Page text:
The Cuban nurses who are treating COVID-19 patients are settling in well and are proving to be a huge asset to the short-staffed health care system, according to a senior hospital official.
The QEH’s head of nursing services Henderson Pinder said health authorities are thankful to have the nurses working with them during the pandemic.
The 65 Cuban nurses assigned to the Harrison Point isolation centre have been split into alternating 12-hour shifts.
Pinder said: “The nurses working at both the Harrison Point Isolation Centre and Clinical Decision Unit are settling in well. This is thanks in part to Dr. Adolfo Fernandez Munoz, a Cuban doctor currently employed at the Queen Elizabeth Hospital who spent a significant amount of time orientating the nurses to living and working in Barbados.
“Additionally, the nurses working in the clinical decision unit are working alongside Cuban-trained doctors and operations assistants who are bilingual. This arrangement has greatly assisted with their orientation and function.”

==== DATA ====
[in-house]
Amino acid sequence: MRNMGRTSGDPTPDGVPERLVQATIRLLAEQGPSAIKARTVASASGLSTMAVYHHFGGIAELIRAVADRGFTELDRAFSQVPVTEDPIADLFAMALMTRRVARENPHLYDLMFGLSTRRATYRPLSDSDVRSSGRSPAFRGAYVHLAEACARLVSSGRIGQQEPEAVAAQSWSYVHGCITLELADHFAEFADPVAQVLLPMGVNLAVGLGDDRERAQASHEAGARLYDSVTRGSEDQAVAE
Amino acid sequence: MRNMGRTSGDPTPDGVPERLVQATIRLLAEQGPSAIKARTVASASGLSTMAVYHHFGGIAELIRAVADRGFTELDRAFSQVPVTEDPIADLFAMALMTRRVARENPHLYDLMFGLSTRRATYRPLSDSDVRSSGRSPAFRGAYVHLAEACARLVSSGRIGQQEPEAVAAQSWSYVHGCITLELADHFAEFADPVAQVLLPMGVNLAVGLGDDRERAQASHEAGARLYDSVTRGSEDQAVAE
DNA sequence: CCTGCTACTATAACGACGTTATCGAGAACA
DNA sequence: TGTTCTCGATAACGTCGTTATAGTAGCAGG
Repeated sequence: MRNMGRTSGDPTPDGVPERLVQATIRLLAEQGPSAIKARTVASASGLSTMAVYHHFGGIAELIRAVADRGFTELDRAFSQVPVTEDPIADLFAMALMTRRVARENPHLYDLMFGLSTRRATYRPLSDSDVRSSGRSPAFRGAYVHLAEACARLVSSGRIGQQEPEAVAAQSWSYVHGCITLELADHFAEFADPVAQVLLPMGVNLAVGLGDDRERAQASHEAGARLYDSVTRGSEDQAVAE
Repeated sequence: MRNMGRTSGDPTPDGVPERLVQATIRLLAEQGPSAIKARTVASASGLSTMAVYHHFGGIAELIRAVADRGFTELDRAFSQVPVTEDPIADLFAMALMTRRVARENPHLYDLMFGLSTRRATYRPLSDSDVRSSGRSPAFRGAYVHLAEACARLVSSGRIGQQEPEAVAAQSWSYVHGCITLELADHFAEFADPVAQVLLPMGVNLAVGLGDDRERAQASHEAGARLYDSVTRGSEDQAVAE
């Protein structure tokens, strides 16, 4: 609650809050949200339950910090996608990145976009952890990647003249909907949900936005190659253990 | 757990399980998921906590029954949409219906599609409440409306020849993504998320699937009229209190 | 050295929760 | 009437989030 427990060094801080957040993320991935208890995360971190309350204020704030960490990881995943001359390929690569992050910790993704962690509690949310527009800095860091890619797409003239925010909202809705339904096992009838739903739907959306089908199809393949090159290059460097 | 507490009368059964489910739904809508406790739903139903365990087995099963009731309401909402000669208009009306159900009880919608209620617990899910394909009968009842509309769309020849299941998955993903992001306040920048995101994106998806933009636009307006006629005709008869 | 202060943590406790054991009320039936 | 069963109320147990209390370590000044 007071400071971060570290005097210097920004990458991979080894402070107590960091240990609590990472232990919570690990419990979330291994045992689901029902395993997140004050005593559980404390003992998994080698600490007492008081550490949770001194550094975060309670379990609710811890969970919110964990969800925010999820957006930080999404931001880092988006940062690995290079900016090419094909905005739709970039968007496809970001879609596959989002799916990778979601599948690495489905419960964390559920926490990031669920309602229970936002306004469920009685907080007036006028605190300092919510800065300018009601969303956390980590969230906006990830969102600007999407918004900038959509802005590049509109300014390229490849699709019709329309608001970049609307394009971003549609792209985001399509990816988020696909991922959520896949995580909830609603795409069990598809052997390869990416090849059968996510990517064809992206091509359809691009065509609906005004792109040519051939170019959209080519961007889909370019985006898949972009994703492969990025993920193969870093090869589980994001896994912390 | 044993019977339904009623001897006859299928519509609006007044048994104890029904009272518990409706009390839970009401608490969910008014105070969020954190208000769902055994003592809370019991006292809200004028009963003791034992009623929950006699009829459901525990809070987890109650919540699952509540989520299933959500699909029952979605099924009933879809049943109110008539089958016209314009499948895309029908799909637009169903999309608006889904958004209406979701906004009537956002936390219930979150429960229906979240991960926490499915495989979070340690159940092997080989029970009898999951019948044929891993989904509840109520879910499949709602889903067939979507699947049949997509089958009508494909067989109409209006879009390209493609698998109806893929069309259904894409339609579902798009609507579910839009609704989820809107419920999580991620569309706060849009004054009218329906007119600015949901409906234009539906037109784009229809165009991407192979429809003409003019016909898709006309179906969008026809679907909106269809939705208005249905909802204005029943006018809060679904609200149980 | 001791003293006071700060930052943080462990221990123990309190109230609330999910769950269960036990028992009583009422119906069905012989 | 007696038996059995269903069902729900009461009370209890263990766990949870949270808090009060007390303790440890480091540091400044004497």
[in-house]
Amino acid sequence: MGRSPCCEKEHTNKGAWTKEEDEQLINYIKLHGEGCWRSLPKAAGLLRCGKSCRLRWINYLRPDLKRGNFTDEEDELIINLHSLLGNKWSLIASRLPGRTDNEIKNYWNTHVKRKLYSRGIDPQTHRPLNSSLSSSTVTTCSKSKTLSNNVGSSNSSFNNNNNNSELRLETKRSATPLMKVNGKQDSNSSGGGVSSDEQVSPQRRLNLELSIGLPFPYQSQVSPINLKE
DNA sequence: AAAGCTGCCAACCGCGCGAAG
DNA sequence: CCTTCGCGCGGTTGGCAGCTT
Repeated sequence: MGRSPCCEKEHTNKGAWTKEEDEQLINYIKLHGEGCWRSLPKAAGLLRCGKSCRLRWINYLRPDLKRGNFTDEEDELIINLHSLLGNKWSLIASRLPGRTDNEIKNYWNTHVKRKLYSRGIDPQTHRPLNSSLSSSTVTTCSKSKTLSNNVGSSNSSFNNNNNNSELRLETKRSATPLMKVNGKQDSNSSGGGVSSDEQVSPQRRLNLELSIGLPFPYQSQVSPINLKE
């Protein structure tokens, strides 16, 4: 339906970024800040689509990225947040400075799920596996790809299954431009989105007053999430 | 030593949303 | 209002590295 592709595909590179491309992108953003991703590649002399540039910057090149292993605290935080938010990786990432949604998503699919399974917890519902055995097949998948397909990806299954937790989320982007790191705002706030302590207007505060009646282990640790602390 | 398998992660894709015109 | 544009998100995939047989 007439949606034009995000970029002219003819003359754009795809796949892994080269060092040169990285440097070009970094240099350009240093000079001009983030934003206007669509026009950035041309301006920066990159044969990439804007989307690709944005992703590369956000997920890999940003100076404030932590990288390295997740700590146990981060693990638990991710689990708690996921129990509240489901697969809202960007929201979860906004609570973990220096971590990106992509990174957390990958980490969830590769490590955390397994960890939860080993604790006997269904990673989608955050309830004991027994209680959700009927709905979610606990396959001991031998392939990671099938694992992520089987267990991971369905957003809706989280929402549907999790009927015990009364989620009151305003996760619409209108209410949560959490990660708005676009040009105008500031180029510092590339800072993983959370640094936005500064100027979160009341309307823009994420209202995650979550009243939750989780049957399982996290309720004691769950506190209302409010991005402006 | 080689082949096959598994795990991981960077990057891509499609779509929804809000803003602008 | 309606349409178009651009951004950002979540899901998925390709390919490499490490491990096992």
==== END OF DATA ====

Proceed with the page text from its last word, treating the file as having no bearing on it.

The nursing have taken a “team approach” to patient care, Pinder said, by working together to ensure patients’ needs are met, whether they need to be cleaned, fed, have vital signs taken or given medication.
The Cubans are also working closely with their QEH counterparts, he added.
Pinder said: “The Cuban nurses at the clinical decision unit are responsible for patient care both for in-patients awaiting COVID-19 test results, as well as assisting in swabbing of patients to facilitate COVID-19 testing.”
The team of Cuban doctors and nurses arrived in Barbados on April 5 on two LIAT charter flights from Havava. The medical professionals were described as “respiratory therapists”.
Minister of Health Lt Col Jeffrey Bostic said the Cuban medical team came to give support to local medical personnel, some of whom have been working long hours to help the country contain the spread of the virus.
The number of confirmed COVID-19 cases remains at 90. There have been seven deaths, and the Best-dos Santos Public Health Laboratory has now completed 4,322 tests – or about 1.5 per cent of the population.
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